Golden Copy: Were They Right About 2015?

Data management for financial services did see incremental development, particularly in data governance planning, setting the stage for 2016 expectations


Further development of data governance took place in 2015, as some predicted, but the data centralization called for in 2016 will need more work on governance to support its progress

Last week's column tried to predict what the major data challenges and management activity will be in 2016, based on industry leaders' and experts' views collected at the end of last year, an exercise Inside Reference Data undertook for the first time at the end of 2014. So it occurs to me that we should also look back at 2015 and consider whether the experts' thoughts were borne out over the course of the year.

Many of our experts the year before, from companies including ANZ Institutional Bank, BNP Paribas, Thomson Reuters, Rimes Technologies, Eagle Investment Systems, GoldenSource and HSBC, said BCBS 239, the European risk data aggregation guidelines, would receive—and require—a lot of attention. This regulation certainly did—last year started out with evidence of BCBS 239 driving data infrastructure changes, but continued with overall readiness to comply still lagging. So BCBS 239 remains a challenge.

The bigger question at this time last year, as identified by these experts, was whether reference data management advances would be incremental, if they happened at all. The development deemed most likely to occur was that data management technology would mature and the focus would center around integration of data sources and getting firms to establish data strategies or governance plans.

Last year, we found evidence that many firms were taking on data governance challenges. TIAA-CREF deployed an "acquisition and attrition" model. In that same story, Citi's Julia Bardmesser said data governance development helps support analytics and emphasized the importance of data standardization. Canadian firms, including TD Bank and Canadian Western Bank, found benefits from making data governance plans cross-functional.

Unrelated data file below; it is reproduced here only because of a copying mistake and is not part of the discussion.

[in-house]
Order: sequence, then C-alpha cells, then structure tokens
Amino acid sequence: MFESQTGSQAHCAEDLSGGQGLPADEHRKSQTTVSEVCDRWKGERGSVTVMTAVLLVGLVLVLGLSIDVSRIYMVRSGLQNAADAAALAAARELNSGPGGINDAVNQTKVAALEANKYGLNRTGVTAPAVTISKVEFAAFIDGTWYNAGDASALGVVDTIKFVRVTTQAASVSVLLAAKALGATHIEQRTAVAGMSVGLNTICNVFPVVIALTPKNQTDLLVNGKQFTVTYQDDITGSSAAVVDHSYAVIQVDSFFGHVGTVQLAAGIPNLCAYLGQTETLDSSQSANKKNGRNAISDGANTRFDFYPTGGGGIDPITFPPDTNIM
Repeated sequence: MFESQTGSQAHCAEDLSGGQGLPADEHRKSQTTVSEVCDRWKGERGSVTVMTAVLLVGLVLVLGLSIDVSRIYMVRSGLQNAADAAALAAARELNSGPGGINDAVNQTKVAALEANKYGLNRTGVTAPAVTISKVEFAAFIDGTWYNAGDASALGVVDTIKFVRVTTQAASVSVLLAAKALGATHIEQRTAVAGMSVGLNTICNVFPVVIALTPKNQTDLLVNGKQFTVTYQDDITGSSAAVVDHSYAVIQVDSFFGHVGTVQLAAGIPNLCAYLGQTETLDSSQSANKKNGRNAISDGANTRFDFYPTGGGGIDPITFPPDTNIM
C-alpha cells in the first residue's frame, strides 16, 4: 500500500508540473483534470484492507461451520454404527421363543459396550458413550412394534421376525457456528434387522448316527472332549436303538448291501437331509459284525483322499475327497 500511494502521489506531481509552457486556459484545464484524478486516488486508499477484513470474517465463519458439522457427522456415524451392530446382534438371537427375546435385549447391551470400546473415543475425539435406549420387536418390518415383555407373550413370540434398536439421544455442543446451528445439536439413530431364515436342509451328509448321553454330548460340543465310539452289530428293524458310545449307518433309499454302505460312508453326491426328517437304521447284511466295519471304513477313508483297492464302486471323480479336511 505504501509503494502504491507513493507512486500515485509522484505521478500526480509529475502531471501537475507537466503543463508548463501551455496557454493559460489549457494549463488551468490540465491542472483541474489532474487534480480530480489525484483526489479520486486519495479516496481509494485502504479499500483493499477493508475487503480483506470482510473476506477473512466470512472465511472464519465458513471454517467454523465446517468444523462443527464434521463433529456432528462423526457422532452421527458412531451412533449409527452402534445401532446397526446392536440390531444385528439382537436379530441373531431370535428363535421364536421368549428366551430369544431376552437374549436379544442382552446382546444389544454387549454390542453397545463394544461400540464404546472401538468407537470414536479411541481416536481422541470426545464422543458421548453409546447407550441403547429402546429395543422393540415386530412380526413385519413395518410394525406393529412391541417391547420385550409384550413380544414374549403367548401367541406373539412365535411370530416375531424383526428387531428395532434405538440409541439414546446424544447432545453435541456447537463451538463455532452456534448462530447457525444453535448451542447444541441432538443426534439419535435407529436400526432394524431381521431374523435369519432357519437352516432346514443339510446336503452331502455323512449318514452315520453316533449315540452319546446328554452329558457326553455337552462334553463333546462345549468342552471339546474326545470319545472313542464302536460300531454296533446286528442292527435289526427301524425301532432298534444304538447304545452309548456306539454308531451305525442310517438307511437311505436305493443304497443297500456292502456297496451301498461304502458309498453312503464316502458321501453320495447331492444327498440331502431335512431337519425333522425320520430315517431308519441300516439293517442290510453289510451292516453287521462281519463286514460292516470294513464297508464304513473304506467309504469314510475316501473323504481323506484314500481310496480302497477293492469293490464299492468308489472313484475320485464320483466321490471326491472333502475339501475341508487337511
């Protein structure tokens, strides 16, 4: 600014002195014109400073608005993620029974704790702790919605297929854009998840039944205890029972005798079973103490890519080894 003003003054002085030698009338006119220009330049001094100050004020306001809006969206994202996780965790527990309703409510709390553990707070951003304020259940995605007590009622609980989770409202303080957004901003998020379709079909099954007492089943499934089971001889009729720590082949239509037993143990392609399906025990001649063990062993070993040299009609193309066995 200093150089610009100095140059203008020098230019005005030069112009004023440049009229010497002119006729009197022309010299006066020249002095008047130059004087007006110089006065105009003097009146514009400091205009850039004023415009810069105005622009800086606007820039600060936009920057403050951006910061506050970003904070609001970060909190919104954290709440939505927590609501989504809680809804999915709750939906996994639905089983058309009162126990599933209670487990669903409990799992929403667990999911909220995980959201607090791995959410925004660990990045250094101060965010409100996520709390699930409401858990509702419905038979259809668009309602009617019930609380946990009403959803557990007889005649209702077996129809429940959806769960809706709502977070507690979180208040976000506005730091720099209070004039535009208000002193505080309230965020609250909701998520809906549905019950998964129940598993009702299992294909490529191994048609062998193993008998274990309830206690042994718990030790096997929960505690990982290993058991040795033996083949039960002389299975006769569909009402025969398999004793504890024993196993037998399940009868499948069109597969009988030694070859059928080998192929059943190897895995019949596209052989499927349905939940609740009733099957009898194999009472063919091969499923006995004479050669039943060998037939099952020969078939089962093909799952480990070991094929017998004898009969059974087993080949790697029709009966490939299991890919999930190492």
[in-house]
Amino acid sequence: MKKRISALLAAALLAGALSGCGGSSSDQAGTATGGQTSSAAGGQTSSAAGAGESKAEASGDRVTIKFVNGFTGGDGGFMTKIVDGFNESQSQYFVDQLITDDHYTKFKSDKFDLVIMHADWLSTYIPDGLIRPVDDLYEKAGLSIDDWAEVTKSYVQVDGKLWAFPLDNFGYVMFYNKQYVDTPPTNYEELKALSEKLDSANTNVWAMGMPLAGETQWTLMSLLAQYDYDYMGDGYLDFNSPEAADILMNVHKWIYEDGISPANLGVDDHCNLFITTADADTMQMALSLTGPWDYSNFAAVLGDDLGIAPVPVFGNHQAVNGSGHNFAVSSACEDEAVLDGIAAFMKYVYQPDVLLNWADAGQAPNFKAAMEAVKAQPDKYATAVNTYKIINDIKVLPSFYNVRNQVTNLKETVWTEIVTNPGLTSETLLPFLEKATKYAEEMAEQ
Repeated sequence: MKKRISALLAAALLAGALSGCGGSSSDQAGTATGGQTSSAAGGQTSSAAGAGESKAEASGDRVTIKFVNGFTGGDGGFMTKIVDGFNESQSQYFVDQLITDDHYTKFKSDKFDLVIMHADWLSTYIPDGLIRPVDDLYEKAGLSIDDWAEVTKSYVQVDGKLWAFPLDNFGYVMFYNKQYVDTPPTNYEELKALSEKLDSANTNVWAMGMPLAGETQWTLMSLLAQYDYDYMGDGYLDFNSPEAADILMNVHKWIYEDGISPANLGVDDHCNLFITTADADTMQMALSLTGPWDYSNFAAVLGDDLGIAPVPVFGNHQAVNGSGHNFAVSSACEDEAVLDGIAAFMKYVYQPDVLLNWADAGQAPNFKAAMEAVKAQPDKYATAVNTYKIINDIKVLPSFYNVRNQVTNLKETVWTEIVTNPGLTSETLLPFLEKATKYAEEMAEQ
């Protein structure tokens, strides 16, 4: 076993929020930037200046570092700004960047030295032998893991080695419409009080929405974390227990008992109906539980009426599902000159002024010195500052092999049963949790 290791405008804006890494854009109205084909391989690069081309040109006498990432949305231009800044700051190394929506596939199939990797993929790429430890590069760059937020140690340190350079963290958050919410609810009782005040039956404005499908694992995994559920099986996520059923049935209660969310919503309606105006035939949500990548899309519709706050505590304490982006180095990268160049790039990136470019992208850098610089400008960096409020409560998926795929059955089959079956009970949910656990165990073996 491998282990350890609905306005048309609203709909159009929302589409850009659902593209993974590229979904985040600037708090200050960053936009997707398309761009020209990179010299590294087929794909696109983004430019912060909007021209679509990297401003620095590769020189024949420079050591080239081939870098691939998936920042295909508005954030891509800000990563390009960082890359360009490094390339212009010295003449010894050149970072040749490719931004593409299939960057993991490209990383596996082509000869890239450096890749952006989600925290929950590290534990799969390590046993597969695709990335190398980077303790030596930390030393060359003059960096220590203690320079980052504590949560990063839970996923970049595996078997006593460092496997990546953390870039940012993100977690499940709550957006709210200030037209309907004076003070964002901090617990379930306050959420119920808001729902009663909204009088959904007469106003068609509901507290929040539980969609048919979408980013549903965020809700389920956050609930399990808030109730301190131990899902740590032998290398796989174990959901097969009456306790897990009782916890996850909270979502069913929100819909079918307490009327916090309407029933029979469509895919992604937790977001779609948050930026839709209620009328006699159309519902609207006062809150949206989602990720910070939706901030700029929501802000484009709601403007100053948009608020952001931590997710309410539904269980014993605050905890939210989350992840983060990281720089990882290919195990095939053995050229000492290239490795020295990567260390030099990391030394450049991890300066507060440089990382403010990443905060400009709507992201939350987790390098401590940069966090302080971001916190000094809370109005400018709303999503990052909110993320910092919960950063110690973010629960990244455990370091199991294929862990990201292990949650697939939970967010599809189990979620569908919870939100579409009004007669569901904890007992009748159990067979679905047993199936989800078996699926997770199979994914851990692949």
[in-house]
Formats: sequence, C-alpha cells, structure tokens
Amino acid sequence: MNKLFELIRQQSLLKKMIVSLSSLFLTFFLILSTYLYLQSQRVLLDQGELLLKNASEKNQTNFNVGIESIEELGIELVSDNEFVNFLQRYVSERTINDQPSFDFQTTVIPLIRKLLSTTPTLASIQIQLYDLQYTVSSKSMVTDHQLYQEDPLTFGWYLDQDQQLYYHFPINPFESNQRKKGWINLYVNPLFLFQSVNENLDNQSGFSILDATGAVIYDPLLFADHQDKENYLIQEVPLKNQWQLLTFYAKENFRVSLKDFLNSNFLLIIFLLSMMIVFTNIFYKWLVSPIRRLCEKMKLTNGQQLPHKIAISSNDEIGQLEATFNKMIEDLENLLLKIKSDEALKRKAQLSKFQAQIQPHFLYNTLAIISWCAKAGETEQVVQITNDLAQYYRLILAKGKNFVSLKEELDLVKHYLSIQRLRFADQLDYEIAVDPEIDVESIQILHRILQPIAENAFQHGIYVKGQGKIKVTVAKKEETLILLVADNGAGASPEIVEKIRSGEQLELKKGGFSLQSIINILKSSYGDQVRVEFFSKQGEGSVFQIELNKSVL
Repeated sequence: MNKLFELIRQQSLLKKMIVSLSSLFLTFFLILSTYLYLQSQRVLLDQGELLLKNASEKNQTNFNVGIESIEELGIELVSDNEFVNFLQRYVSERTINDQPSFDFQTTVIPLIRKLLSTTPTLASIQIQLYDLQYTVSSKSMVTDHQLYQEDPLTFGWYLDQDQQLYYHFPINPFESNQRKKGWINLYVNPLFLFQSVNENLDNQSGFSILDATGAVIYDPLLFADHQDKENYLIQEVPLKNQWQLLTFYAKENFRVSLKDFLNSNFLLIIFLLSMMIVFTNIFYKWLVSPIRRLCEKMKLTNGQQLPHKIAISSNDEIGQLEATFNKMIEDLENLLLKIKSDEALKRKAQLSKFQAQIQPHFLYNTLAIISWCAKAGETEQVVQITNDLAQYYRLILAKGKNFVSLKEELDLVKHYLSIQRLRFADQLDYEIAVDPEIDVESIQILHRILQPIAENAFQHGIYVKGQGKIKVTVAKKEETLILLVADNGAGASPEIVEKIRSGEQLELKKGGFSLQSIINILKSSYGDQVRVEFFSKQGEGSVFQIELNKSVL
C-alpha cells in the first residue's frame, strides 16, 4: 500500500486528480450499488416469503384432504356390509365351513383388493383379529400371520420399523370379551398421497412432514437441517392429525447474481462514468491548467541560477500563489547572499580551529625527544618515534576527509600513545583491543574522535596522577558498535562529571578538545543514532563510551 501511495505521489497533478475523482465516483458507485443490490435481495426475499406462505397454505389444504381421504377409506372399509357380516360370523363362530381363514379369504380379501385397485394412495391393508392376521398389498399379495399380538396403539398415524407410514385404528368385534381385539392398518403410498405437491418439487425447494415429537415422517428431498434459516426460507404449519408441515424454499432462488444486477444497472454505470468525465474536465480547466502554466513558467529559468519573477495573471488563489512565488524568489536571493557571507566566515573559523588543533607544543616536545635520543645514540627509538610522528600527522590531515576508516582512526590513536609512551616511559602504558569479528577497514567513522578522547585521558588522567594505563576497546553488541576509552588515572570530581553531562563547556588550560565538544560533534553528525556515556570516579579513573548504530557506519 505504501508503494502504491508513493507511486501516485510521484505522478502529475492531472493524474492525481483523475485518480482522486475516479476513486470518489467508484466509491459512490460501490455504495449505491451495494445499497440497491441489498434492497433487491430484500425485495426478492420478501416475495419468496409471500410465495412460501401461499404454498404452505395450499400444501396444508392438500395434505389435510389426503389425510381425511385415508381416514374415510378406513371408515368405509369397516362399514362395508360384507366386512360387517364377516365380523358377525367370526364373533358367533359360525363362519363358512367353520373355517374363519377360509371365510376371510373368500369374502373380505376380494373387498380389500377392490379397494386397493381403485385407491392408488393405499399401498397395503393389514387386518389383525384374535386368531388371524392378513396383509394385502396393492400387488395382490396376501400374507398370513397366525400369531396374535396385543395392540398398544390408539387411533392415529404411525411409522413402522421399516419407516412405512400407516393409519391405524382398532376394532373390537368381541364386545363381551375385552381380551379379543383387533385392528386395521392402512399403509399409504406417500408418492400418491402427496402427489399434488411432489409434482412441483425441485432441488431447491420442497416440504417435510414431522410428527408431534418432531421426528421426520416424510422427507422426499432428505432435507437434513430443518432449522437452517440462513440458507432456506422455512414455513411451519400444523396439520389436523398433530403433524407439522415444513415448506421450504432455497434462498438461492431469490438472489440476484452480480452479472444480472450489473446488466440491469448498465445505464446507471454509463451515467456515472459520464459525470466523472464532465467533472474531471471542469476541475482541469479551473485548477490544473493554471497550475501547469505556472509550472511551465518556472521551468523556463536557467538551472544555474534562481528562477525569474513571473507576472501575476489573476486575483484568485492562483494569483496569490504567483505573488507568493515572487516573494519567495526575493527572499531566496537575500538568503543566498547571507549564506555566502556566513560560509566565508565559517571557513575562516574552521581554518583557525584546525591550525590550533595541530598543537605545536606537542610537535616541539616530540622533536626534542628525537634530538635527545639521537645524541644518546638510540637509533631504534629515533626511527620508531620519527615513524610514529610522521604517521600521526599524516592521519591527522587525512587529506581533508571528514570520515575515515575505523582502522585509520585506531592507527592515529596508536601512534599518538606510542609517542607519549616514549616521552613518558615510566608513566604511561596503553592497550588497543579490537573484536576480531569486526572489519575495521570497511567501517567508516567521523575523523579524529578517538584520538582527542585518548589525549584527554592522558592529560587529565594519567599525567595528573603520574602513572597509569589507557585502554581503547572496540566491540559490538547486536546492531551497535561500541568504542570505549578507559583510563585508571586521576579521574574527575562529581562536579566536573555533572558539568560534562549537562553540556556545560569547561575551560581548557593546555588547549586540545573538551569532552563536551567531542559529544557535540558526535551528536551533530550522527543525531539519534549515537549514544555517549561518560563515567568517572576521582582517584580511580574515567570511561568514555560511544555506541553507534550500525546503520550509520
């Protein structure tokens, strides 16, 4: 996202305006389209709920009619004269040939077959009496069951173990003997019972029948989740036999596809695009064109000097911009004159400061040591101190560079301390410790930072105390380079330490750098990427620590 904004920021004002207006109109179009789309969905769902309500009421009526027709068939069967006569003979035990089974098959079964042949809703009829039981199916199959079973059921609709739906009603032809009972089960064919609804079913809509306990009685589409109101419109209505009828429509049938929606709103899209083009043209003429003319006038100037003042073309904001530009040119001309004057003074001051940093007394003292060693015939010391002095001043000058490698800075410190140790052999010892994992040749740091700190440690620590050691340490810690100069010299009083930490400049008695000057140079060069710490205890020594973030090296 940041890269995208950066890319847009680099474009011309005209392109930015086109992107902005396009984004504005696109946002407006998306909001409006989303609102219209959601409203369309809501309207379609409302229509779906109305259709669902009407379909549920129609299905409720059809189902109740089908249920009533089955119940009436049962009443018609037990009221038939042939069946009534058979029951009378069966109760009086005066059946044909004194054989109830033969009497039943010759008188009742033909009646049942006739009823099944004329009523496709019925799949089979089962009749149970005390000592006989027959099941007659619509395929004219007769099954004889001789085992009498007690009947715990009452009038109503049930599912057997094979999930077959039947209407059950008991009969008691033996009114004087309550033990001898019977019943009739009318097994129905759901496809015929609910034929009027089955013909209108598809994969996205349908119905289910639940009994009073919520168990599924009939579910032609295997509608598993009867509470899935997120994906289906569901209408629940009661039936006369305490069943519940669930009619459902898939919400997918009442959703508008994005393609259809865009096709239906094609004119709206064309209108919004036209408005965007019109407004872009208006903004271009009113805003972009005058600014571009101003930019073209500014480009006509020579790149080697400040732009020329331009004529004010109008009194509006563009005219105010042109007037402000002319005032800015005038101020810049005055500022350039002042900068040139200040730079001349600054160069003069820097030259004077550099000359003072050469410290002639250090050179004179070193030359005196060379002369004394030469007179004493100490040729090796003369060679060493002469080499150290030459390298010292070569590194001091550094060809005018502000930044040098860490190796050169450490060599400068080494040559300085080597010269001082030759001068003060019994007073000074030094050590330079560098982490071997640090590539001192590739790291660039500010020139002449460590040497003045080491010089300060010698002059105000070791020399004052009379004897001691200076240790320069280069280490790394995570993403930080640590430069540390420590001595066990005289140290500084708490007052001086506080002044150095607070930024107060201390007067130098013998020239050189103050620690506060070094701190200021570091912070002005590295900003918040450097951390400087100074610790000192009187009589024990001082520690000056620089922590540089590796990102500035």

As the year progressed, the industry also started to tie the idea of working on data governance to the need to address risk data management and regard data governance as a means to get a handle on data relevant to risk—in preparation for compliance with risk data aggregation guidelines. By the end of 2015, we were also hearing the industry's thoughts about what effect multiple data sources, and the need to reconcile those sources, can have on implementing data governance efforts.

This evolution in thinking about data management and data governance took more than an instant, although it did not take multiple years. Still, the challenge of centralization identified by experts looking ahead at 2016 means there still may be a lot more work to do concerning properly organizing data so that it can be beneficially managed by evolved and improved data governance plans.

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